“DxD is a high-throughput engine to help startups and researchers develop diagnostic tests. Those startups may then later translate IP on their own or they can continue to work with us. So, the DxD Hub will have a multiplier effect too.” Yee notes that it is often not appreciated that IP translation is an industrialized process that produces regulated diagnostics solutions, and requires the careful integration of biology, engineering and technology platforms. The hope is to educate and train people on how to translate research into new commercial products in companies all over Singapore, she says.
While the DxD Hub is led by A*STAR’s ETPL, it is a nationally funded program and many of its projects also come from external parties. Oncology diagnostics is currently its biggest portfolio, followed by cardiovascular and infectious diseases, metabolic diseases and neurological disorders. Currently, the hub is actively working on 25 diagnostic projects.
The DxD Hub is careful to select the right projects and to keep their attrition rates in line with industry. The hub is in the preliminary stages of assessing over 400 different projects, with a projected attrition rate of approximately 90 to 95 per cent. That’s roughly the same as commercial industry, Yee says.
Of these 400, a subset with evidence to answer specific diagnostic questions will be identified (at the moment the subset stands at about 150 projects), which will then be examined from a business development standpoint. At any one time, DxD Hub will be in discussions with potential business partners on 40 to 50 of the projects.
Asian research coming of age and ready for translation
With the acceleration of genomics and technology, Asian research as a whole is turning its attention to translation. There is currently a market of 700 million people or more people in the ASEAN region who are starting to spend as much, if not more, per head on medicine as their western counterparts. “We’re also getting more information on how the Asian phenotype is unique and different, and so everything is coming together at a time when it’s not just information we need, but also actionable information,” Yee says. Singapore has been investing in biomedical research and engineering for many years. It will serve them well, she says, as clinical solutions customized for Asian populations become much more important to markets. “We were always developing healthcare solutions for a global population, but not really paying attention to the differences in the different populations. Now we need to look at solutions for Asian populations more specifically.” The idea of personalized medicine like this is not new, she says, but it’s only now possible because technologies like deep learning are converging with genomics.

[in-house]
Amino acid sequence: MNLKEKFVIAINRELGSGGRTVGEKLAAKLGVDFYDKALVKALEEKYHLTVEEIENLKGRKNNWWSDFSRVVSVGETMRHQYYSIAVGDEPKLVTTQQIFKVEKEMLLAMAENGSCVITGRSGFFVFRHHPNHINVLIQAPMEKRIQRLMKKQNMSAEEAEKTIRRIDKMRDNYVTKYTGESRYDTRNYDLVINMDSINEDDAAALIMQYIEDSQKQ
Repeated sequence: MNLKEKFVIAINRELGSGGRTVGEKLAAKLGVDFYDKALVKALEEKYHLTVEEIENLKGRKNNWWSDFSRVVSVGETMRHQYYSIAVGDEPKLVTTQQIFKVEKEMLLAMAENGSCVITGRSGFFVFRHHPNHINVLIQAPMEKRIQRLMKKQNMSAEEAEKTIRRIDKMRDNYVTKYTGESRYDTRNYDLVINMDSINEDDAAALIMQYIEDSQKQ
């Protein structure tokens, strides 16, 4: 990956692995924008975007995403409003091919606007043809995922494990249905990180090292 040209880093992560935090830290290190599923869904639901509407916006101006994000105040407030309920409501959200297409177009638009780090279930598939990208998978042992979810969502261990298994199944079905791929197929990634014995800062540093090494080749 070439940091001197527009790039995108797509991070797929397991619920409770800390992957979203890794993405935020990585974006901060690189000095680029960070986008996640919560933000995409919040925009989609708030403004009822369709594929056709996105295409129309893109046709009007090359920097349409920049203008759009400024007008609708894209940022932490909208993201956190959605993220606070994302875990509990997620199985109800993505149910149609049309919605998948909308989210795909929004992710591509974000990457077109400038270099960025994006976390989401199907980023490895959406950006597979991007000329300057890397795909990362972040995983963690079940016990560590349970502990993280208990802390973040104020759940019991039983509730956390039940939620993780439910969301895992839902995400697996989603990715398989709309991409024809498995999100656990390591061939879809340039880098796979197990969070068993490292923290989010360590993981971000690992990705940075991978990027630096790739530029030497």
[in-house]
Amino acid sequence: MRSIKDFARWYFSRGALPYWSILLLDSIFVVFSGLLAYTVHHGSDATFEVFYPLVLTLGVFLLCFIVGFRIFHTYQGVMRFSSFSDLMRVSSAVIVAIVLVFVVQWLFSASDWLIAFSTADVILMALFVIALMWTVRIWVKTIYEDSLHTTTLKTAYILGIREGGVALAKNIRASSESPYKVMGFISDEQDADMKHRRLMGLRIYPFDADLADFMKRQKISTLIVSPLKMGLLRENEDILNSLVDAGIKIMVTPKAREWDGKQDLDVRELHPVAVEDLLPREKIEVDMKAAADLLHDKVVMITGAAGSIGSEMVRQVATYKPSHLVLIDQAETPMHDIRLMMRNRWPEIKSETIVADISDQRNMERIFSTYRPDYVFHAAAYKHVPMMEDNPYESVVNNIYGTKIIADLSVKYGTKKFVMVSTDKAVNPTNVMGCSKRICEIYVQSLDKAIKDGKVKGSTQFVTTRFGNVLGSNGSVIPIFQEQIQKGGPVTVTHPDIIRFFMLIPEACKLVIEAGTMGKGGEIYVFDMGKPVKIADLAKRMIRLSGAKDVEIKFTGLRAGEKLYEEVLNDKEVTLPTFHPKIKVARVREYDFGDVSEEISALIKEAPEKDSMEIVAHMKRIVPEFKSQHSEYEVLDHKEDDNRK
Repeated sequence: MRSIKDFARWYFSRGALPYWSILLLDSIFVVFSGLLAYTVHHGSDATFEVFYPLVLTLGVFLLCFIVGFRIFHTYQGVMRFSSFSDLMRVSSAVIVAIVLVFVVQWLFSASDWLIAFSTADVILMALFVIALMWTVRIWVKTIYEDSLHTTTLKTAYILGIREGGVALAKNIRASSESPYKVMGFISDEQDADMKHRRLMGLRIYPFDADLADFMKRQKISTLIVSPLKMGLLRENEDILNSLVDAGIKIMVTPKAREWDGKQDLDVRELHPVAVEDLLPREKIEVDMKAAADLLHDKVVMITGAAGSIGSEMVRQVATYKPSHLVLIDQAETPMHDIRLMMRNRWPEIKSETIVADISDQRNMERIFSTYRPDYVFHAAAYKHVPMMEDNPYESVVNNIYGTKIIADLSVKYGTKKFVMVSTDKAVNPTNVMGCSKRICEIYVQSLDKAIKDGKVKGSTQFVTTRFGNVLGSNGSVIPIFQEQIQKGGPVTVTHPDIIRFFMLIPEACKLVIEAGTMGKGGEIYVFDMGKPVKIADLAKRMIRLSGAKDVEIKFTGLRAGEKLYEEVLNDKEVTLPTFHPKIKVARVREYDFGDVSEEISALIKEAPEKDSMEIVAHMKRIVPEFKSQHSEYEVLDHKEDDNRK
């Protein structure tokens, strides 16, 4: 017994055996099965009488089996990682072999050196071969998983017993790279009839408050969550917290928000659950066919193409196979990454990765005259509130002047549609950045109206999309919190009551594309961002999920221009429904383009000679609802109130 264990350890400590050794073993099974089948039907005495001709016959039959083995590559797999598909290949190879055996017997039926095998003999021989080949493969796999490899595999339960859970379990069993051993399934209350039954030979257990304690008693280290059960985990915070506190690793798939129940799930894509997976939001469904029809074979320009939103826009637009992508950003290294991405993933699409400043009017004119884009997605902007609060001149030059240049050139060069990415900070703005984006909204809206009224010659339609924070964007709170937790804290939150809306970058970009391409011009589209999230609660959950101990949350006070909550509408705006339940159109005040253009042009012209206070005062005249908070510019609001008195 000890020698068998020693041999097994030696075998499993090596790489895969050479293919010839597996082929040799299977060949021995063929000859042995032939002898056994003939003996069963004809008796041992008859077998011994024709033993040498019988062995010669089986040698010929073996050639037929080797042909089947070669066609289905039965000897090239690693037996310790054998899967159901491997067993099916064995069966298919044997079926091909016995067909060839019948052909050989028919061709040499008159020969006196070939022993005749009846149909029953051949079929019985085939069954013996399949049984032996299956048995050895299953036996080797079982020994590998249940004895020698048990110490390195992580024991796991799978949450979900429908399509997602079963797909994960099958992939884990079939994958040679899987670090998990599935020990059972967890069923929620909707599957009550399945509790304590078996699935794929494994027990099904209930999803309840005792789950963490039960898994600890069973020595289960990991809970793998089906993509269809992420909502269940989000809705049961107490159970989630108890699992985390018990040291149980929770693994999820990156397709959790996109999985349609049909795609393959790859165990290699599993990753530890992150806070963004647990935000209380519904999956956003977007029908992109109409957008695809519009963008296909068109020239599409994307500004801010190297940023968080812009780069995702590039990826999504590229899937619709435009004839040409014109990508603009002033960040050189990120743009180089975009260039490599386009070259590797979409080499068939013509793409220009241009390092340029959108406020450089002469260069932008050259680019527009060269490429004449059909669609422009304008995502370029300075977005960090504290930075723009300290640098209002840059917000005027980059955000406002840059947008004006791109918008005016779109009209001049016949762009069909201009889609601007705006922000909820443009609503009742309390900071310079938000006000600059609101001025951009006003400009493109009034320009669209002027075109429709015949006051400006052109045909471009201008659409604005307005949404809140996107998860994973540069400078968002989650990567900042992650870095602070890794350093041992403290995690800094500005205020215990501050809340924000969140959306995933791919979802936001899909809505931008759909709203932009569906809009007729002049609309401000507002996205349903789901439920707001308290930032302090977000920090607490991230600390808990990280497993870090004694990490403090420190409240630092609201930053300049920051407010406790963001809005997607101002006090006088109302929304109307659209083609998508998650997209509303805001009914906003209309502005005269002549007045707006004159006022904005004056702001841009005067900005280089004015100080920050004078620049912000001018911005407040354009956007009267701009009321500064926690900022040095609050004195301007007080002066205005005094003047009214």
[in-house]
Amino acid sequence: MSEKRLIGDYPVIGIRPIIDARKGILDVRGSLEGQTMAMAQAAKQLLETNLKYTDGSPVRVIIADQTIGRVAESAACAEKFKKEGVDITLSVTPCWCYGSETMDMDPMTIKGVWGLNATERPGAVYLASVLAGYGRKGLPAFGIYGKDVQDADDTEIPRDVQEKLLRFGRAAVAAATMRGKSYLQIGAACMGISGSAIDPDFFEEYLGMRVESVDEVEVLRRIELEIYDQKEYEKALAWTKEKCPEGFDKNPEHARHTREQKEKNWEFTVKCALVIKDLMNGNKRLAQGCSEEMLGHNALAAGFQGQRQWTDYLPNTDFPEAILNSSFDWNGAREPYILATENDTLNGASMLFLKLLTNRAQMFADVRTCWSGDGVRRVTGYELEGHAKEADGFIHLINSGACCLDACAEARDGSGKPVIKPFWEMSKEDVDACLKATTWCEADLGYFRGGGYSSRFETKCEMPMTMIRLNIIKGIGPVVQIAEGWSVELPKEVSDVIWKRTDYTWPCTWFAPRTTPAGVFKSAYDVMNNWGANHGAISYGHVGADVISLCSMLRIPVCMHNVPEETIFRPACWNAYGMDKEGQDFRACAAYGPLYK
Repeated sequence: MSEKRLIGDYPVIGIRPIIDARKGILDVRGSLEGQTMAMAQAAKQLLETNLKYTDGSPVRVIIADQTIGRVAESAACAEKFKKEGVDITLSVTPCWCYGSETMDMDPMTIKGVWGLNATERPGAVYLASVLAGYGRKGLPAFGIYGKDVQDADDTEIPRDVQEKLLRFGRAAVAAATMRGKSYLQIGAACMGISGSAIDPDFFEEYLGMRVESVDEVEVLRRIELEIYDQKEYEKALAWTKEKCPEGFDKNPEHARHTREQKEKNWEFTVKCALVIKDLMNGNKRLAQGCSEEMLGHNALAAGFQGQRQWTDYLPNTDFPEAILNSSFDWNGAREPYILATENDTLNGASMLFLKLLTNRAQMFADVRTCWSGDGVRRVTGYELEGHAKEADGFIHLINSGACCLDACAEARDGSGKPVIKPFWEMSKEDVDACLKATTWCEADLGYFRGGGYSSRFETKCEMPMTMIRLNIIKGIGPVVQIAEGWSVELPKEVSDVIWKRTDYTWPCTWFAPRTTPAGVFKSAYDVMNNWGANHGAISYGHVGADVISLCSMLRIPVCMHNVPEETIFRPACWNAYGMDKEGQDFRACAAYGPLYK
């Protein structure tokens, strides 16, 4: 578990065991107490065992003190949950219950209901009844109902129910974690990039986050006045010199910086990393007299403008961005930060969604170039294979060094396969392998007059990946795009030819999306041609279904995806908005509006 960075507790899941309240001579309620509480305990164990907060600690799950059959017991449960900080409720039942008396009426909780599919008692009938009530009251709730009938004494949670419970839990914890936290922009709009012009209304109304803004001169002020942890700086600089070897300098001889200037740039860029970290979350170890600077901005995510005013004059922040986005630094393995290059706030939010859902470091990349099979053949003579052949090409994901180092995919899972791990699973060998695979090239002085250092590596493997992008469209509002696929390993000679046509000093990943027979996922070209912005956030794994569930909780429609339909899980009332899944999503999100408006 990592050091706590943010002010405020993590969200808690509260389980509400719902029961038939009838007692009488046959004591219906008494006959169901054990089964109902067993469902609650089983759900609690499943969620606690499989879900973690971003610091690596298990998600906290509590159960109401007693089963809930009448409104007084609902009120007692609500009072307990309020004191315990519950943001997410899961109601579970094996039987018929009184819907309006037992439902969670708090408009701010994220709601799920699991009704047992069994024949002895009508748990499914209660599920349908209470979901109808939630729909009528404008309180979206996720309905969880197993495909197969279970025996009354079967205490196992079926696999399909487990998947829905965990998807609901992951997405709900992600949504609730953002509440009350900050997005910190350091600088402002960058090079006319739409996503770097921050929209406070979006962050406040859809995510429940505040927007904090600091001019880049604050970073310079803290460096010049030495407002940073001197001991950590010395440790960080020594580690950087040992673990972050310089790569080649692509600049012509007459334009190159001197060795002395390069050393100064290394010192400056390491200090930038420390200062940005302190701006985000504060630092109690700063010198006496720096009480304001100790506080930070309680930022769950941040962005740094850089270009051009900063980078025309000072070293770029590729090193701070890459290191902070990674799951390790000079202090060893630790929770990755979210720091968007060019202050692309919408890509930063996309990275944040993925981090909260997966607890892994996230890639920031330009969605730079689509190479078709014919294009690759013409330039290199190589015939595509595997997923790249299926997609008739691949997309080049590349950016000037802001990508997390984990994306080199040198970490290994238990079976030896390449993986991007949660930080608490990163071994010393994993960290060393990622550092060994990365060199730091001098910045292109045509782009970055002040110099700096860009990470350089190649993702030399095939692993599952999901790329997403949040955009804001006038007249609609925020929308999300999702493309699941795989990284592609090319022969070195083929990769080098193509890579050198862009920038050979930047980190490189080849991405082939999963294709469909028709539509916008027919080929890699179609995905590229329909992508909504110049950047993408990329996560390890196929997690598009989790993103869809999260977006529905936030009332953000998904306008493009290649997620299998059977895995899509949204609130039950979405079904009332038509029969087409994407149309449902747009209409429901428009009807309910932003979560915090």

The DxD Hub is very well placed geographically to use existing Asian data to look for these solutions. And, it has already found some of its ideas for diagnostic tools, such as the gastric cancer test or staging and differentiating liver fibrosis for better treatment outcomes, in pre-existing A*STAR research. “We don’t do discovery of any genetic biomarkers or protein biomarkers, instead our job is to mine what has already been done in the ecosystem,” Yee says. The hub also hopes to curate existing data so that artificial intelligence (AI) is better able to deliver personal and multimodal healthcare solutions – a process that Yee calls “digital diagnostics”.
“To do digital diagnostics, we need a lot of correlated and curated data. It would take us years to gather the data if we started from zero. So, we’re looking back at what we’ve already done.” Over the last few decades, Yee says, Singapore has invested heavily in medical research. “Now is the time to harvest tangible results.”
The A*STAR-affiliated researchers contributing to this research are from the Diagnostics Development (DxD) Hub, a national initiative led by A*STAR’s commercialization arm, Exploit Technologies Pte Ltd (ETPL).